Location: Reproduction Research
Title: Integrating the USMARC genetic map for the pig with the pig physical map Authors
Submitted to: Annual International Plant & Animal Genome Conference
Publication Type: Abstract Only
Publication Acceptance Date: October 5, 2007
Publication Date: January 2, 2008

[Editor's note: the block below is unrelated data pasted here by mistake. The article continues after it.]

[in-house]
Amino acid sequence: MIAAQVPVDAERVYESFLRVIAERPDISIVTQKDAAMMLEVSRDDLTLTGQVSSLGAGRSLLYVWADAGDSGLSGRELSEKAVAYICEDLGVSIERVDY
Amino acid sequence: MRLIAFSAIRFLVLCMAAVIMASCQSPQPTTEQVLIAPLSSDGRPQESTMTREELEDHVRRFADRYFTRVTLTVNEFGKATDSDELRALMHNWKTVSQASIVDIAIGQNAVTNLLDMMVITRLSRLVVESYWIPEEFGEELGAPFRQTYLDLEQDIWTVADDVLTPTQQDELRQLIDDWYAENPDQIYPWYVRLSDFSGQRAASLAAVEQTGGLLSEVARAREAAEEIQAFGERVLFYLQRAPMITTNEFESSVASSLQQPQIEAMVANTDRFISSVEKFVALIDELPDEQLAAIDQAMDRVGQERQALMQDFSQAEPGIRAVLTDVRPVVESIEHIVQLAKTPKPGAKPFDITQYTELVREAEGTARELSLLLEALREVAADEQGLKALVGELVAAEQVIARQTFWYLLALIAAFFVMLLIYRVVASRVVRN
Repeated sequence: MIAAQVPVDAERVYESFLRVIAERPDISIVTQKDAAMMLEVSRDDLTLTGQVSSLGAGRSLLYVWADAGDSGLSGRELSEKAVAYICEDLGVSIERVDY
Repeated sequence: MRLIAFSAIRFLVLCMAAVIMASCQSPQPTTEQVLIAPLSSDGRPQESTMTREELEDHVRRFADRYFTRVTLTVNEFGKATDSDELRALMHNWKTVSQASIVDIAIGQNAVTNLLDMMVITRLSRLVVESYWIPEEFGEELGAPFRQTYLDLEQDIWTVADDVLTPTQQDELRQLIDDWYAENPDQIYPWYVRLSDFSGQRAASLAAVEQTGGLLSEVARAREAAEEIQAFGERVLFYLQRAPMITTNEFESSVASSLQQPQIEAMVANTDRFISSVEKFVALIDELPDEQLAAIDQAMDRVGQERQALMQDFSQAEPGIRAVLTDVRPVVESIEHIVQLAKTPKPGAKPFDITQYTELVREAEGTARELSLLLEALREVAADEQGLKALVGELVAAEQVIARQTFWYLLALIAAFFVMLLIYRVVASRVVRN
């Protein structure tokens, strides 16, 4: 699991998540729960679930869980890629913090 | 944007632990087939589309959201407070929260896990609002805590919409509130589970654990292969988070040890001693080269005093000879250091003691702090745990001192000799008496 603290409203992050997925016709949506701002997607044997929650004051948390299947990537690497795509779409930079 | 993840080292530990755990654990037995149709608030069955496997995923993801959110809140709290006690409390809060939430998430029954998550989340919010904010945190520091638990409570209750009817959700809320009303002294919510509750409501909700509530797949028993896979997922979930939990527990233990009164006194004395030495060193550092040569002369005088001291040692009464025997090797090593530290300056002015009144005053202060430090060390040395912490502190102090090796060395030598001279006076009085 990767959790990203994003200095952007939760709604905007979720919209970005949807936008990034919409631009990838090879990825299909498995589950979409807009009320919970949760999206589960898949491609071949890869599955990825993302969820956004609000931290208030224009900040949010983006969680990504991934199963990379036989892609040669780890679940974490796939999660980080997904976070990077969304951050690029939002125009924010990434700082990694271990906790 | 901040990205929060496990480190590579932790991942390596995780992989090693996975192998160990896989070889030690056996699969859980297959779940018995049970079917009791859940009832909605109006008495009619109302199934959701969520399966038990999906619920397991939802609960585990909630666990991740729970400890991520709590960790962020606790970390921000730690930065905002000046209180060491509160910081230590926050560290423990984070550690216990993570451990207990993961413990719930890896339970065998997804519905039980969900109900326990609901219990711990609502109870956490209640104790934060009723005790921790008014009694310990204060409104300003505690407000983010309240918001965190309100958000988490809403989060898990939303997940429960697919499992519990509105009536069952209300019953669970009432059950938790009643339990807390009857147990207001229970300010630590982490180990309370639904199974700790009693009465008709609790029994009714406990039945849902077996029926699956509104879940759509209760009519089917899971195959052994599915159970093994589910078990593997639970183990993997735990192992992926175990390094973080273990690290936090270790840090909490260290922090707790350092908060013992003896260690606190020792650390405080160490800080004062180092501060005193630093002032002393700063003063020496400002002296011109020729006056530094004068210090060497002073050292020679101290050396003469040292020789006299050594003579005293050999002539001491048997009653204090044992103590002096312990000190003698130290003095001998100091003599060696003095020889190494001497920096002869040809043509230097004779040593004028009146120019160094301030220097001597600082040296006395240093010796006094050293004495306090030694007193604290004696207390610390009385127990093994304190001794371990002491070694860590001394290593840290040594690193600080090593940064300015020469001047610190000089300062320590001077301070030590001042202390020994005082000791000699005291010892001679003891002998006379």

Citation: Wiedmann, R.T., Freking, B.A., Nonneman, D.J., Snelling, W.M., Keele, J.W., Harhay, G.P., Rohrer, G.A. Integrating the USMARC genetic map for the pig with the pig physical map. 2008. Annual International Plant & Animal Genome Conference. Poster No. P565, pg 259. Technical Abstract: A comprehensive genetic linkage map containing 3418 markers and spanning 2,326 cM of the autosomal genome was generated and integrated with the available physical maps for the pig. Marker types consisted of 1531 microsatellites and 1887 markers based on single feature polymorphisms, insertion/deletion events and single nucleotide polymorphisms (SNP). The first path connecting the linkage and BAC maps was created by comparing the marker sequences against the mapped BAC sequences. Because the total sequence available from the mapped BACs is no more than 20-25% of the pig genome, additional paths were needed to position most of the genetic markers to the physical map. The Harvard Sus scrofa gene index was used both as a connecting bridge between marker sequence and BAC end sequence and also as an effective way to map pig marker sequence to a unique locus of the human genome. In the latter case, the swine-human comparative map was then used to place the markers onto the swine BAC map. The primers that amplified the marker sequence were also compared to the BAC sequence and the gene indexes, providing additional paths of connection. A comparison of the BAC physical map and the genetic map revealed a sigmoidal relationship that is consistent with higher recombination at the telomeres and lower at the centromeres. There were no major discrepancies between the physical and genetic maps. This integrated map will facilitate directed marker development as well as assist in genome sequence assembly.